People won’t remember every day they worked for your company, but they will surely remember the day you laid them off. They will remember every last detail about the day, and the details will matter.
Even for the manager, the process of firing seems non-productive. It can be disruptive and not in a good way. But one of the most important things of ensuring that you fire the person in the right way is to make sure that people do not feel that it is personal. In most cases, it isn’t about how smart the person is.
It’s not how you retain, but how you fire that matters
“How you treat a separating employee has a huge impact on what the others think of you and what they can expect when they move. Companies with a great culture ensure that separations are amicable,” says T.N. Hari, HR Head at BigBasket.
In the Indian startup ecosystem, most founders are first-time entrepreneurs. It, therefore, becomes all the more important for them to gain the right understanding and sensitivity for what needs to be done and how. The first lesson is:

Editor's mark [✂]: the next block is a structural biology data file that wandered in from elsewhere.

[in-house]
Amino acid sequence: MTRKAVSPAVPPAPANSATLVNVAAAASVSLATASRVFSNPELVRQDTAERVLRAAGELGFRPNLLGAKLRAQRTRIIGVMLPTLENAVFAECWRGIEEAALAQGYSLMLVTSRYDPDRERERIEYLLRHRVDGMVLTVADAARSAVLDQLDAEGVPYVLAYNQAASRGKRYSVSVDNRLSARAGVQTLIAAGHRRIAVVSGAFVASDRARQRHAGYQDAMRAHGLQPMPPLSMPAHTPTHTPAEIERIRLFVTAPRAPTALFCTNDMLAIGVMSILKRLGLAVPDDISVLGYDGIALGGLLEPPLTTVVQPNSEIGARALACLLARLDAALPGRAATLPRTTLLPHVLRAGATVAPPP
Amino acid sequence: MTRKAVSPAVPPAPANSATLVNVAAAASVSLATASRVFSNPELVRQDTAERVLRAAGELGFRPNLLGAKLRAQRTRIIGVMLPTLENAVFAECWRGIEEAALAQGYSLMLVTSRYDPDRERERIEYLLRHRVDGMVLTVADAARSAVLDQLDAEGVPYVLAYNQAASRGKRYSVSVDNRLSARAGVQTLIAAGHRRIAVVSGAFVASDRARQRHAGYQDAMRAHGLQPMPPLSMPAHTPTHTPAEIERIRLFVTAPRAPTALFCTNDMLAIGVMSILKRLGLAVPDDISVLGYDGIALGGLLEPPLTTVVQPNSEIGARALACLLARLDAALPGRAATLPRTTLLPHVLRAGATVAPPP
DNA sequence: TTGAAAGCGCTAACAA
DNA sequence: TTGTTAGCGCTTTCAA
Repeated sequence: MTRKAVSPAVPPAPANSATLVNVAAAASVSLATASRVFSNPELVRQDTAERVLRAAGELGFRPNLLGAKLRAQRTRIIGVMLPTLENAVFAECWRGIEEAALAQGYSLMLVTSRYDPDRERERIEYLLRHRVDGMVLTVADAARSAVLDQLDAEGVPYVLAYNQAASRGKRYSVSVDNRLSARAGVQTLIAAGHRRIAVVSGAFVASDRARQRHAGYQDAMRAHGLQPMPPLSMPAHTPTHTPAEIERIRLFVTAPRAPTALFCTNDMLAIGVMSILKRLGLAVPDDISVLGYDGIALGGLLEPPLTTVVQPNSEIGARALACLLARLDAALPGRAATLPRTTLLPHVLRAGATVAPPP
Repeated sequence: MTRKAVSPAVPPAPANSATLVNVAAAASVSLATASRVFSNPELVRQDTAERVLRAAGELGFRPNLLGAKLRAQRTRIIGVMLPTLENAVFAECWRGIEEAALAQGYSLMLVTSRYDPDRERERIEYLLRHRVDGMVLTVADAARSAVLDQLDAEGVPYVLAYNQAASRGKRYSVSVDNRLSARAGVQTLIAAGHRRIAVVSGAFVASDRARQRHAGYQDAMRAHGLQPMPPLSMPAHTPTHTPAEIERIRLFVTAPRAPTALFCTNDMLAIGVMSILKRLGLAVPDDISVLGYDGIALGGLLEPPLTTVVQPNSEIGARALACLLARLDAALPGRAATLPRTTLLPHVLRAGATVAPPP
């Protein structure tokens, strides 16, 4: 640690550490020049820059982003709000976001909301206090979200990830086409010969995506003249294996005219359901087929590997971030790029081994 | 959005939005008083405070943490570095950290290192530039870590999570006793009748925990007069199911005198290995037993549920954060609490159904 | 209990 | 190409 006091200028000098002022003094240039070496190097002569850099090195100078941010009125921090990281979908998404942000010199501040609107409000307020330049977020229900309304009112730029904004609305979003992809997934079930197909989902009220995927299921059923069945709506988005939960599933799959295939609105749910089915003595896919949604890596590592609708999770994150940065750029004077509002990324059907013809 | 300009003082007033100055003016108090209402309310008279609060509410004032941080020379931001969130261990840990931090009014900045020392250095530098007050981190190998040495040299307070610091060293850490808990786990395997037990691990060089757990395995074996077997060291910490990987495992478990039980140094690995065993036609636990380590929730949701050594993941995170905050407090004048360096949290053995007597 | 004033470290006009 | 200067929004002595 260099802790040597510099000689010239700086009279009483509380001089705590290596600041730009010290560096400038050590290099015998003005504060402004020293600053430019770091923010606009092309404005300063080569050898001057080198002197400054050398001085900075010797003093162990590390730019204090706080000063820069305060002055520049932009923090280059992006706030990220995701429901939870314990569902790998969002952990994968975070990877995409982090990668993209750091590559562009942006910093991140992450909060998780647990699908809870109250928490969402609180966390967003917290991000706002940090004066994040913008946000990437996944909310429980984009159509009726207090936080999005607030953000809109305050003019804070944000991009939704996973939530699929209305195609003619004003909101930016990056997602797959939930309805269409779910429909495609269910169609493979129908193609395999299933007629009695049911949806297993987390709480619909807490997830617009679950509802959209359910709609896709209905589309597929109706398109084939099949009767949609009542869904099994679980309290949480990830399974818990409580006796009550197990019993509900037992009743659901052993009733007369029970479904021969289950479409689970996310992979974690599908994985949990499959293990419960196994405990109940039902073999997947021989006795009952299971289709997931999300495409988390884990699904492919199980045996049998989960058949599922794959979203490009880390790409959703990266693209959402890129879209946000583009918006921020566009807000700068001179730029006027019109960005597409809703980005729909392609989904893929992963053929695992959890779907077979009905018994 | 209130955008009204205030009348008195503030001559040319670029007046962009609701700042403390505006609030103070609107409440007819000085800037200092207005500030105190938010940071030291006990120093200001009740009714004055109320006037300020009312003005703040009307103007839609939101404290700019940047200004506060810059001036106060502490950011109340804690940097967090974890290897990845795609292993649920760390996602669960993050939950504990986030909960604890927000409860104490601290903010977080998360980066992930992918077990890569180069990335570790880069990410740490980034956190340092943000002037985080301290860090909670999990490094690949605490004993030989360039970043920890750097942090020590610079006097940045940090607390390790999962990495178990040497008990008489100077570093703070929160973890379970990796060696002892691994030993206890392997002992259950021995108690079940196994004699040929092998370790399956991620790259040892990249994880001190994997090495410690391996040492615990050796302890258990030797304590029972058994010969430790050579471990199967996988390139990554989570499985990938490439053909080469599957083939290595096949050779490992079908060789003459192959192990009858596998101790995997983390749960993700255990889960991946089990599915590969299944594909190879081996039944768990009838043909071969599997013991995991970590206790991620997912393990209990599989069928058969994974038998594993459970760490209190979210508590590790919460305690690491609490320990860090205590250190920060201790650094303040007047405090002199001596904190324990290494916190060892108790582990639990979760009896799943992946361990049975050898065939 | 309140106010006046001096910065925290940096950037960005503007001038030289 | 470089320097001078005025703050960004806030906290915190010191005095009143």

The founder should be present all along, because usually, it is the founder who would have made all the tall promises while hiring the team and painted a very optimistic outlook. So, when it is time to convey the bad news, the founder should be taking equal ownership.
“Obviously, the taller the promises while hiring, the greater the challenge later in communicating the bad news. So, try and avoid indulging in hyperbole during the good times. Moderation, humility, and a tinge of detachment in good times is crucial to tide over the bad times,” says Hari.
Sometimes it is just too late to talk